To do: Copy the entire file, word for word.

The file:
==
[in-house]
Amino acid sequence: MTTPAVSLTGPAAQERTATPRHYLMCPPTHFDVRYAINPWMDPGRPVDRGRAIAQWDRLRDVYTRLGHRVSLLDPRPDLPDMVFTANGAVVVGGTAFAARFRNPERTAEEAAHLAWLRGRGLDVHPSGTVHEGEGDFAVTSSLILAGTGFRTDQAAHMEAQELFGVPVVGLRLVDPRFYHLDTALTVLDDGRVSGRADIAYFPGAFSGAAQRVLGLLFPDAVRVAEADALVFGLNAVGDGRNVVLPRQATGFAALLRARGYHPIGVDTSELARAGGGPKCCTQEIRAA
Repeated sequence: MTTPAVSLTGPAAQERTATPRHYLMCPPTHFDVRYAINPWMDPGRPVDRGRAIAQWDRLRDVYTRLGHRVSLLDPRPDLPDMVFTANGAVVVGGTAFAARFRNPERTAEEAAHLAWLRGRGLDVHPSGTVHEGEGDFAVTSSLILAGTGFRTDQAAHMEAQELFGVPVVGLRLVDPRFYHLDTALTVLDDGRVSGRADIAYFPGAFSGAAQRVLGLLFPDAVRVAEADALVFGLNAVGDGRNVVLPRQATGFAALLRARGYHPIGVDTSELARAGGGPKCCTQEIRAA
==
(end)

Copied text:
[in-house]
Amino acid sequence: MTTPAVSLTGPAAQERTATPRHYLMCPPTHFDVRYAINPWMDPGRPVDRGRAIAQWDRLRDVYTRLGHRVSLLDPRPDLPDMVFTANGAVVVGGTAFAARFRNPERTAEEAAHLAWLRGRGLDVHPSGTVHEGEGDFAVTSSLILAGTGFRTDQAAHMEAQELFGVPVVGLRLVDPRFYHLDTALTVLDDGRVSGRADIAYFPGAFSGAAQRVLGLLFPDAVRVAEADALVFGLNAVGDGRNVVLPRQATGFAALLRARGYHPIGVDTSELARAGGGPKCCTQEIRAA
Repeated sequence: MTTPAVSLTGPAAQERTATPRHYLMCPPTHFDVRYAINPWMDPGRPVDRGRAIAQWDRLRDVYTRLGHRVSLLDPRPDLPDMVFTANGAVVVGGTAFAARFRNPERTAEEAAHLAWLRGRGLDVHPSGTVHEGEGDFAVTSSLILAGTGFRTDQAAHMEAQELFGVPVVGLRLVDPRFYHLDTALTVLDDGRVSGRADIAYFPGAFSGAAQRVLGLLFPDAVRVAEADALVFGLNAVGDGRNVVLPRQATGFAALLRARGYHPIGVDTSELARAGGGPKCCTQEIRAA